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Join Date: May 2001
Location: Buffalo, NY
Posts: 113
MikelBear HB User
Re: Lifespan of us lucky folk????

When I was diagnosed at age 12, in 1965, the doctors, by way of reassuring me, claimed that I'd have "20-25 good years ahead of me." I didn't find that very comforting at all--I added it up, and it looked like I'd never even make it to the age my parents were at the time--a young 37, with 4 small chldren. Didn't sound too good at all, and my entire existance took on a rather strange cast--I was a 12-year old with a rather existential viewpoint! Turns out that many kids diagnosed in the 60s were given similar prognisis--I assume it was fairly accurate at that time. I figured I should have actually died at the time of my diagnosis anyway (blood sugar of 1000, 3 days in a coma, with ketoacidosis, ruptured appendix, septic shock and severe dehydration and malnutrition.) That I came out of the coma and recovered completely was such a gift, that my "wasting away" reversed and I regained some weight, that I had energy, could last for more than an hour without going to the bathroom, that I could stay awake in my classes in school--hey, my life was such an improvement, I was grateful for anything! I decided to take the 20 years and get whatever I could out of life. I'm now almost 20 years more beyond that--diabetic for nearly 39 years, healthy, without complications, the father of 2 grown children, married 30 years to my high school sweetheart, a special education teacher for the past 28 years. I was lucky. I had good doctors, I had strict and caring parents, I have a devoted wife, great kids and fulfilling career. But I also took this difficult disease very seriously, worked very hard to keep my control as perfect as I could, and exercised an iron will and self-discipline that has never gotten easier. It's been worth the 39 years of sacrifice--I recognize that someday diabetes may kill me, but I'm not going down without a fight. I intend to finish off my teaching career with 36 years in the clasroom, walk out at age 60--only 8 more years--with my pension, and enjoy my retirement someplace sunny and warm, hopefully with some grandchildren, and hopefully with some semblance of energy and well-being. If you'd told me that 35 years ago, I woulkd have doubted it. Now, it's almost within reach, and I deserve it! I may not live as long as others, but, since I exercise more, weigh less, eat better and take overall better care of myself than most people, who knows...?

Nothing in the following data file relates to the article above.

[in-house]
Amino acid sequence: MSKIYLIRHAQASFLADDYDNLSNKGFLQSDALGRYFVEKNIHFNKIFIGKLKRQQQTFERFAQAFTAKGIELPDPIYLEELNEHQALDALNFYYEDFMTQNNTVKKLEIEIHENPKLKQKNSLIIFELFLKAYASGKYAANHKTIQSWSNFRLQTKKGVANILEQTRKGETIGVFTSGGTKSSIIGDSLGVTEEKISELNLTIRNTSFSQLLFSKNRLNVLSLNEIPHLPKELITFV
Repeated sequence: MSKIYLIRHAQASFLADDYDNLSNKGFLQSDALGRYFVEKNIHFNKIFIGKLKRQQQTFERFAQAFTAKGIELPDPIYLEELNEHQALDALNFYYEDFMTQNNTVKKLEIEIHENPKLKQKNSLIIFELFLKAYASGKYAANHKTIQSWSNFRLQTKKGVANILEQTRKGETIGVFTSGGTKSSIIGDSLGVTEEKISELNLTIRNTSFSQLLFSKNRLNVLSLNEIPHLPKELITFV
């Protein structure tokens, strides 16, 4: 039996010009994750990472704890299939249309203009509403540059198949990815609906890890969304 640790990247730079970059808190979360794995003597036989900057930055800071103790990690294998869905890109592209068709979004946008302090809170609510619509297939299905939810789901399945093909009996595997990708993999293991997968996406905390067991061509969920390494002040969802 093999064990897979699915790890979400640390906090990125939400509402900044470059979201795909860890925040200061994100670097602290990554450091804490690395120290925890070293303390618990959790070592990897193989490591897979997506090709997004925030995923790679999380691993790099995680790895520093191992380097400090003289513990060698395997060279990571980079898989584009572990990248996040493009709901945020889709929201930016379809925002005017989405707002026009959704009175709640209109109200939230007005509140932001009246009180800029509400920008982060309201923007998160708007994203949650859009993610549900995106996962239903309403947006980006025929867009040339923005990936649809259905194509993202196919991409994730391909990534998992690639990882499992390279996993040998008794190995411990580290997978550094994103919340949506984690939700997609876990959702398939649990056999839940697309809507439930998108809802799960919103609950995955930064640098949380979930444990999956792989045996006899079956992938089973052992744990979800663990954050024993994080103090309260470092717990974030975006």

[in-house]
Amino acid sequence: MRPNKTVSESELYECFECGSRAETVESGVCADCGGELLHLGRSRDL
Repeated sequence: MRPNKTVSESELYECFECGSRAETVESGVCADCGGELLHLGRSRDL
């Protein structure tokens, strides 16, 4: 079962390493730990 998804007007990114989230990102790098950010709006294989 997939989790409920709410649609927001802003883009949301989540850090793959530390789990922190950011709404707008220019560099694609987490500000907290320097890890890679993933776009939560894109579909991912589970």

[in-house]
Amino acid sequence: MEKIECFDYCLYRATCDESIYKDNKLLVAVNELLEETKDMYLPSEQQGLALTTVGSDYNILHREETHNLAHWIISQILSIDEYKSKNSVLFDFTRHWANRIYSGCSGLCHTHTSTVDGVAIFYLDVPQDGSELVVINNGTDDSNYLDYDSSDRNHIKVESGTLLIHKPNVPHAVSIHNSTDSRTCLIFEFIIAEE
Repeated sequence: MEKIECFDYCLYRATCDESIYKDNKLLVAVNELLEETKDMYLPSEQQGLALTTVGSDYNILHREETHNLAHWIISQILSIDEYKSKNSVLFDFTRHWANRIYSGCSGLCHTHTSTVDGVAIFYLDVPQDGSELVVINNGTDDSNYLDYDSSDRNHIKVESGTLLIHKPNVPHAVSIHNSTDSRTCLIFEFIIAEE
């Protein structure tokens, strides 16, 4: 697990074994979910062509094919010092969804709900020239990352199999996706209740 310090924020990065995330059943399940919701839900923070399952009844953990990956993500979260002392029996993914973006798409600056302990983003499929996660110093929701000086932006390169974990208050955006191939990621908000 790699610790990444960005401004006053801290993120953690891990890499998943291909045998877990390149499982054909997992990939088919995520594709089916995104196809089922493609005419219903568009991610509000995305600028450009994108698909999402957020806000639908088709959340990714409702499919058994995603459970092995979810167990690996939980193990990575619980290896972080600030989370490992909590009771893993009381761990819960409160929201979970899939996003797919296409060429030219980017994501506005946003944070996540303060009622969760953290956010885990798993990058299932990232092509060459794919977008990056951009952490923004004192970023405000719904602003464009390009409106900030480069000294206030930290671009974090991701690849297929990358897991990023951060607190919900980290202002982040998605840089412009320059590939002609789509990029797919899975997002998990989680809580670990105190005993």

Living well IS the best revenge...
Michael

 
Old 02-09-2004, 07:13 PM   #7
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Heidimw HB User
Re: Lifespan of us lucky folk????

I was just diagnosed with type 1, and have spent the last two weeks doing nothing but researching and reading. I have a sister with juvenile diabetes, which she got when she was 16 (and now is almost 40), and she has no complications. It isn't the diabetes that kills people. It is uncontrolled blood sugar. If you keep a tight reign on that, you are, in essence, no different from a nondiabetic (and probably healthier), and no more likely to die earlier. It is the sustained high sugars that damage your body, and that is something you can control, to a great extent.

I understand your fear, though. I have three children myself, and I never thought about not being there for their marriages and children until now. I am greatly independent, and while I don't mind taking the insulin, I cringe at being so utterly dependent on it. I have this insane panic that I could get caught somewhere, stranded or something, and not survive because I don't have this drug. Besides which, it has crushed my hopes of ever being on Survivor.

There is a book out there called The Diabetes Solution, by Dr. Bernstein. It is fascinating, although radical. He is type 1, diagnosed in the 1940s and now in his 70s, with no complications and extremely healthy. He has testimonials in the book and on his website which may give you some positive and realistic feedback. The site is : [URL=http://]http://www.diabetes-normalsugars.com/testimonials/testimonials.shtml[/URL]

Sometimes I think it really sucks, but then I remember that my symptoms also fit several other diseases, including brain tumors and terminal illnesses, and I feel pretty lucky. Really.

Last edited by Heidimw; 02-09-2004 at 07:15 PM.